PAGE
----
Patriot Act: Preserving Life and Liberty. (n.d.). Retrieved March 19, 2019, from https://www.justice.gov/archive/ll/highlights.htm
Surveillance and Intelligence Gathering [Personal interview]. (2019, March 18).
Peer post two
Describe a law-enforcement scenario in which you believe it is necessary to employ surveillance and surveillance equipment.
Investigating transnational organized crime (TOC) would be an instance of when surveillance and surveillance equipment would be needed to bring a case against the suspects within the TOC. Because of the multitude of criminal activities that TOC is involved in it would be necessary to conduct surveillance for long periods of time to make a case against their members (Campana, 2011). Without the use of surveillance techniques and equipment it would be very difficult to build a case and prosecute any of the members of a TOC for their violations of laws. The primary focus of any TOC investigation is racketeering which may involve many other crimes (FBI, 2019). Many of these crimes take months or even years of surveillance and investigation to build the legal case necessary to prosecute the member(s) (FBI, 2019).
Describe the legalities of such an employment and address any warrants or other legal approvals needed for employment of the surveillance and the surveillance equipment.
The legalities of conducting surveillance of TOC entities can be very complex because they usually operate internationally (UNODC, 2009). Mutual legal assistance treaties play a vital role in investigations across national borders (UNODC, 2009). However, within the U.S. TOCs will be investigated primarily by the FBI (FBI, n.d.). In order to begin the process to conduct surveillance on a TOC that is suspected of conducting illegal activities within the U.S. probable cause must be shown to get the necessary warrants to conduct the different types of surveillance (wiretapping, other electronic surveillance, etc..) (Marcus, 1998). Any evidence that is gathered without the proper court ordered authorizations could be ruled as inadmissible in court (Marcus, 1998). If wiretapping is utilized in the surveillance it may be necessary to return to the court to “renew” the authorization for it because of the limit of time placed on the original wiretapping authorization (Marcus, 1998). Entrenching an investigator within the TOC is a means of gaining information through the use of an electronic recording device that can be used as long as the information was freely given to the undercover officer (Marcus, 1998). Investigators must not implant or invent the criminal act within the minds of the suspects or cause them to commit the crime. If they do this can be considered entrapment and it would be deemed unlawful (Marcus, 1998). The primary source of federal law that is used to investigate TOCs is the Racketeer Influenced and Corrupt Organization Act (RICO) which was passed by Congress in 1970 (FBI, n.d.). The RICO act closes a loophole in previous law and gives law enforcement the ability to prosecute those that ordered the commission of a crime and not just the act of committing a crime (The U.S. Department of Justice, n.d.).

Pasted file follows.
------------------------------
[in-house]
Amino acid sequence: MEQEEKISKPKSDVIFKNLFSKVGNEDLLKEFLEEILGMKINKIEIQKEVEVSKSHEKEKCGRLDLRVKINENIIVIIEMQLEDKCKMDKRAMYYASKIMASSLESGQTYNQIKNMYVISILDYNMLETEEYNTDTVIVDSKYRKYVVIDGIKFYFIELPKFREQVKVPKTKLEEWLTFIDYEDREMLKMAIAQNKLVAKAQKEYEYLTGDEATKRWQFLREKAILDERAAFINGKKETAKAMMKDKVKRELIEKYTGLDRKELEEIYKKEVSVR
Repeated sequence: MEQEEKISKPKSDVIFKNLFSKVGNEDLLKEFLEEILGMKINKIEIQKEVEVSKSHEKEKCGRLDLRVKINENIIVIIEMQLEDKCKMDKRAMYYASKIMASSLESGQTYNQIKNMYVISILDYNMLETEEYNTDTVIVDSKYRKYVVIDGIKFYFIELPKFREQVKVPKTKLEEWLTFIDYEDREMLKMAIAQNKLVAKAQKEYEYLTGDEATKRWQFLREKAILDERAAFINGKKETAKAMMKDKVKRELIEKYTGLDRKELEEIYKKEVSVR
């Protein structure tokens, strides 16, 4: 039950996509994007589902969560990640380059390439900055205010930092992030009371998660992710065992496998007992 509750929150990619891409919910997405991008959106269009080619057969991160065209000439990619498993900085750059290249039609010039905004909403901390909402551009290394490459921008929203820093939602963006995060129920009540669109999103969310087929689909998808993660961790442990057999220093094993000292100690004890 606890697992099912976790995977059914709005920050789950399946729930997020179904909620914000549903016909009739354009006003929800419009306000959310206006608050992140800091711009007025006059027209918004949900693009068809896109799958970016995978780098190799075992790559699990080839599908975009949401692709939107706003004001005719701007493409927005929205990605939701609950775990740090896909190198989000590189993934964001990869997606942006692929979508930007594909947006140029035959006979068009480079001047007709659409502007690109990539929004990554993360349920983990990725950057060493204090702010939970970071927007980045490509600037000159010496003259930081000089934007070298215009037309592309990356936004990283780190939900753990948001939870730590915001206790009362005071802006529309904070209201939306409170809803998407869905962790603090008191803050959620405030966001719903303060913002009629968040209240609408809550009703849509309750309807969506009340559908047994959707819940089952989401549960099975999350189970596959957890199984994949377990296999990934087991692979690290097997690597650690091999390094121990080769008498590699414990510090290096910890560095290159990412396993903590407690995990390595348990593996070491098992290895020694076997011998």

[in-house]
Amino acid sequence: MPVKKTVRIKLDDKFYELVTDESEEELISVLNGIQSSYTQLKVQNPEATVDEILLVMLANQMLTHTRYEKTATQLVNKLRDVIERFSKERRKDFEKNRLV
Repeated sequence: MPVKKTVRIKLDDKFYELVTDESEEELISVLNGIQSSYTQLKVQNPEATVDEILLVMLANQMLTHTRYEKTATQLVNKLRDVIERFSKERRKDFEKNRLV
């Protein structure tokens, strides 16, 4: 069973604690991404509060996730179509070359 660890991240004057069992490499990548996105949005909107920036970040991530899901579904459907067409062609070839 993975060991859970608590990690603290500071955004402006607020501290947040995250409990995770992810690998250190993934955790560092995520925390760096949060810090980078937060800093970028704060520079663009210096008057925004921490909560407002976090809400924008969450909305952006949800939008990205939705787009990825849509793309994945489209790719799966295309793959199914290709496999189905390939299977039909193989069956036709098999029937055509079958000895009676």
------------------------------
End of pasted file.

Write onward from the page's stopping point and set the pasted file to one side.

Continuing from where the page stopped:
Campana, P. (2011). Eavesdropping on the Mob: the functional diversification of Mafia activities across territories. European Journal of Criminology, 8(3), 213–228. https://doi-org.ezproxy.snhu.edu/10.1177/147737081…
FBI. (n.d.). What we investigate Transnational organized crime. Retrieved from https://www.fbi.gov/investigate/organized-crime
Marcus, P. (1998). The Challenge of Prosecuting Organized Crime in the United States: Procedural Issues. College of William & Mary Law School William & Mary Law School Scholarship Repository. Retrieved from https://scholarship.law.wm.edu/cgi/viewcontent.cgi…
The U.S. Department of Justice. (n.d.). RICO charges. Retrieved from https://www.justice.gov/jm/criminal-resource-manua…
UNODC. (2009). Current practices in electronic surveillance in the investigation of serious and organized crime. Retrieved from https://www.unodc.org/documents/organized-crime/La…